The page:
Obama, heading to Latin America, announces ‘diaspora entrepreneur’ plan

President Obama promoted hemispheric trade as essential to America’s economic future in a speech here Friday that foreshadowed his agenda for a weekend summit in Colombia.

Heading to a meeting with the hemisphere’s heads of state, Obama told an audience of dock workers and business owners gathered at the Port of Tampa that Latin America and the Caribbean, a region that has weathered the global downturn better than most, are a market of huge opportunity for U.S. exports.

He outlined a new initiative to better connect the hemisphere’s small businesses, provide export counseling to America’s small and medium-size firms, and expand Web sites that help international businesses find customers and other information.

Part of the program, known as the Small Business Network of the Americas, seeks to encourage companies within the various Latin American and Caribbean immigrant communities in the United States and connect them to markets abroad.

Obama announced more than $250 million in grants and loan guarantees for those “diaspora entrepreneurs” — made in part through the Overseas Private Investment Corporation — as part of the program.

“A lot of the countries of the region are on the rise,” Obama said of Latin America, adding that millions of people have emerged from poverty in the last decade. “They’ve got more money to spend and we want them spending money on American-made goods.”

All but two of the hemisphere’s leaders will gather this weekend in Cartagena, Colombia, for the Summit of the Americas, last held three years ago. Cuban President Raul Castro was not invited, and Ecuador’s Rafael Correa declined to attend partly in protest.

After just a few months in office, Obama was forced at the 2009 summit to explain the United States’ central role in the global economic downturn, a turnabout from recent regional economic crises where Latin American fiscal policy was the prime cause.

This time Obama, while expecting criticism over U.S. drug and immigration policy, as well as the enduring U.S. embargo against Cuba, is hoping to talk mostly about trade and jobs, issues that even on an overseas trip resonate during an American campaign season focused on the economy.

As Obama put it here, “I want us selling stuff and I want us putting people back to work.”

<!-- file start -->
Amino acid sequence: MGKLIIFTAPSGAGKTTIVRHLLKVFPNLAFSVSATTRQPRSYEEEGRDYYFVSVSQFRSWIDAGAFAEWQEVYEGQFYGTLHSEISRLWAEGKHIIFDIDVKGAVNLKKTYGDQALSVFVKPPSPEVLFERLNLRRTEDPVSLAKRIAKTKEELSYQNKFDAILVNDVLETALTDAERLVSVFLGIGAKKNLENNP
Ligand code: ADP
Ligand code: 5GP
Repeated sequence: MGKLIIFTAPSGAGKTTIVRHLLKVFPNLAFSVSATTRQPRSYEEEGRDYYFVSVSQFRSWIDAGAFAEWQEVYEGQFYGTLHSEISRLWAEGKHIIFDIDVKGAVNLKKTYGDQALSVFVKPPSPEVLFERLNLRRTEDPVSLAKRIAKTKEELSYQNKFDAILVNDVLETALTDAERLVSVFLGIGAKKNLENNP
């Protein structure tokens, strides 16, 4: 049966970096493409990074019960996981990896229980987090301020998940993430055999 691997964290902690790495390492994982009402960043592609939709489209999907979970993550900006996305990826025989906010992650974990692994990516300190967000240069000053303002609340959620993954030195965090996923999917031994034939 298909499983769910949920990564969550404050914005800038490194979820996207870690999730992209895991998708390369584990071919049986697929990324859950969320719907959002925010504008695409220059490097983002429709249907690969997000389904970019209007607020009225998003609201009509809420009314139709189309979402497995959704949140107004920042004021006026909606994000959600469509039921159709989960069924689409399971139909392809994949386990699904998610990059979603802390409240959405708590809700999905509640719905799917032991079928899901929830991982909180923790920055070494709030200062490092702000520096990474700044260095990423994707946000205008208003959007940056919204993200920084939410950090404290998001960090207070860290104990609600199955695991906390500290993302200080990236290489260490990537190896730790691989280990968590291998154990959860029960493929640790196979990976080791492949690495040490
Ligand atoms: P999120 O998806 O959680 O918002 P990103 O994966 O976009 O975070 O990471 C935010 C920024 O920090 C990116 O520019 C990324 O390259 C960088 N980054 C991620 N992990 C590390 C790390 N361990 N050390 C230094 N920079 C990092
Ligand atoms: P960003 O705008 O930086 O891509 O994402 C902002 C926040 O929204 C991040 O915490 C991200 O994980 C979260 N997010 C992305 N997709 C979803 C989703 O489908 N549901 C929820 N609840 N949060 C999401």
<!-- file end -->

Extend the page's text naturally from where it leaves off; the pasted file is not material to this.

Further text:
Briefing reporters aboard Air Force One during the flight to Tampa, Ben Rhodes, the deputy national security adviser for strategic communications, said the administration is attempting to “prioritize small business” in its trade strategy.

He pointed out that most U.S. jobs are created by small and medium-size companies, and that as trade with the Americas expands as the result of the region’s growing middle-class market and the expansion of free-trade agreements, U.S. enterprises will benefit.

“It’s definitely relevant to the lives of Americans . . . to have him advocating for American business,” Rhodes said of the president’s trip.

More than 40 percent of U.S. exports that leave from the Port of Tampa are bound for Latin American nations, and Obama used the backdrop of shipping containers and cranes to highlight new free-trade agreements with Panama and Colombia, now being implemented. He said the deals have kept his two-year-old pledge to double exports by 2014 “on track.”

Obama also said part of ensuring a healthy export economy is “calling out competitors who are not paying by the rules,” something his Republican rivals have accused him of failing to do. He said the administration has brought trade complaints against China at twice the rate as his predecessor.

“If the global playing field is level, then America is going to win,” Obama said. “That’s how we’re going to make this recovery felt by all people, not just building from the top down, but from the middle out.”

Scott Wilson is the chief White House correspondent for the Washington Post. Previously, he was the paper’s deputy Assistant Managing Editor/Foreign News after serving as a correspondent in Latin America and in the Middle East.


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